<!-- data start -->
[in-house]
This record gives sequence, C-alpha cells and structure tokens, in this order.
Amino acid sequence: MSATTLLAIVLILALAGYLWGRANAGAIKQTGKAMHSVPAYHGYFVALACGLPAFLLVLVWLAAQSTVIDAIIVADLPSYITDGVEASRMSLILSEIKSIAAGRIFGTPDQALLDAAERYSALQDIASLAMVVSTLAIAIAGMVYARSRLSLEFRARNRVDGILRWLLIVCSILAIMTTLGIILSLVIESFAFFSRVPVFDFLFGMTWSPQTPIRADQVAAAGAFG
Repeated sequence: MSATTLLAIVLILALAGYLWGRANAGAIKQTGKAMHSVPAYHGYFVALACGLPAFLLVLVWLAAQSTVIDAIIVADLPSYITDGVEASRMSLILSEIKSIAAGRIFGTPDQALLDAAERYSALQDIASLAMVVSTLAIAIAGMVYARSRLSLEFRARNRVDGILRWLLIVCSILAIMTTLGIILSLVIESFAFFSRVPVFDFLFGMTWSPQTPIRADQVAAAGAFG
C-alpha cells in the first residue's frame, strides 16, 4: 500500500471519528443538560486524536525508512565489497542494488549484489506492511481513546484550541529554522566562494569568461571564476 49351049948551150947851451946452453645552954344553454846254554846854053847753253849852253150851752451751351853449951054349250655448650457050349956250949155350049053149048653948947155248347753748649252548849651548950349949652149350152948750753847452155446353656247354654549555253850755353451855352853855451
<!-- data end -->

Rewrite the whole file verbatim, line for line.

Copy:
[in-house]
This record gives sequence, C-alpha cells and structure tokens, in this order.
Amino acid sequence: MSATTLLAIVLILALAGYLWGRANAGAIKQTGKAMHSVPAYHGYFVALACGLPAFLLVLVWLAAQSTVIDAIIVADLPSYITDGVEASRMSLILSEIKSIAAGRIFGTPDQALLDAAERYSALQDIASLAMVVSTLAIAIAGMVYARSRLSLEFRARNRVDGILRWLLIVCSILAIMTTLGIILSLVIESFAFFSRVPVFDFLFGMTWSPQTPIRADQVAAAGAFG
Repeated sequence: MSATTLLAIVLILALAGYLWGRANAGAIKQTGKAMHSVPAYHGYFVALACGLPAFLLVLVWLAAQSTVIDAIIVADLPSYITDGVEASRMSLILSEIKSIAAGRIFGTPDQALLDAAERYSALQDIASLAMVVSTLAIAIAGMVYARSRLSLEFRARNRVDGILRWLLIVCSILAIMTTLGIILSLVIESFAFFSRVPVFDFLFGMTWSPQTPIRADQVAAAGAFG
C-alpha cells in the first residue's frame, strides 16, 4: 500500500471519528443538560486524536525508512565489497542494488549484489506492511481513546484550541529554522566562494569568461571564476 49351049948551150947851451946452453645552954344553454846254554846854053847753253849852253150851752451751351853449951054349250655448650457050349956250949155350049053149048653948947155248347753748649252548849651548950349949652149350152948750753847452155446353656247354654549555253850755353451855352853855451